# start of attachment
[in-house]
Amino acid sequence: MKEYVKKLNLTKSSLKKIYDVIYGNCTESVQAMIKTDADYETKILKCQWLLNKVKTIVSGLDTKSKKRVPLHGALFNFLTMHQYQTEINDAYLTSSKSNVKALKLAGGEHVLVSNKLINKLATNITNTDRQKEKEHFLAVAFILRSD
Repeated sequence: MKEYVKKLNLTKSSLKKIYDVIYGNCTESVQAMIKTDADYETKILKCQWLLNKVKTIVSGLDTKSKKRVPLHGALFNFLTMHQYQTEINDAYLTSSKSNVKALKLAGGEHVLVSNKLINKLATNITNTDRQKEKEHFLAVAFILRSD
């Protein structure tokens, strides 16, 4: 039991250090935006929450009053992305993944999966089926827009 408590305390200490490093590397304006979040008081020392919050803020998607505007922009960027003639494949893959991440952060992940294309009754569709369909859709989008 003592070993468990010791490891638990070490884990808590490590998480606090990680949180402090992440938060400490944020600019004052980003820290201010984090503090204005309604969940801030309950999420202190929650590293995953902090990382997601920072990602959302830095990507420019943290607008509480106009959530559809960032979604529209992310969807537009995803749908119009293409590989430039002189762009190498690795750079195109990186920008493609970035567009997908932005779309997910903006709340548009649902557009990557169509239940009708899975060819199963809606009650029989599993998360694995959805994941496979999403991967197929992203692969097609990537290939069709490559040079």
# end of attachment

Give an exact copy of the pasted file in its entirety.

[in-house]
Amino acid sequence: MKEYVKKLNLTKSSLKKIYDVIYGNCTESVQAMIKTDADYETKILKCQWLLNKVKTIVSGLDTKSKKRVPLHGALFNFLTMHQYQTEINDAYLTSSKSNVKALKLAGGEHVLVSNKLINKLATNITNTDRQKEKEHFLAVAFILRSD
Repeated sequence: MKEYVKKLNLTKSSLKKIYDVIYGNCTESVQAMIKTDADYETKILKCQWLLNKVKTIVSGLDTKSKKRVPLHGALFNFLTMHQYQTEINDAYLTSSKSNVKALKLAGGEHVLVSNKLINKLATNITNTDRQKEKEHFLAVAFILRSD
């Protein structure tokens, strides 16, 4: 039991250090935006929450009053992305993944999966089926827009 408590305390200490490093590397304006979040008081020392919050803020998607505007922009960027003639494949893959991440952060992940294309009754569709369909859709989008 003592070993468990010791490891638990070490884990808590490590998480606090990680949180402090992440938060400490944020600019004052980003820290201010984090503090204005309604969940801030309950999420202190929650590293995953902090990382997601920072990602959302830095990507420019943290607008509480106009959530559809960032979604529209992310969807537009995803749908119009293409590989430039002189762009190498690795750079195109990186920008493609970035567009997908932005779309997910903006709340548009649902557009990557169509239940009708899975060819199963809606009650029989599993998360694995959805994941496979999403991967197929992203692969097609990537290939069709490559040079």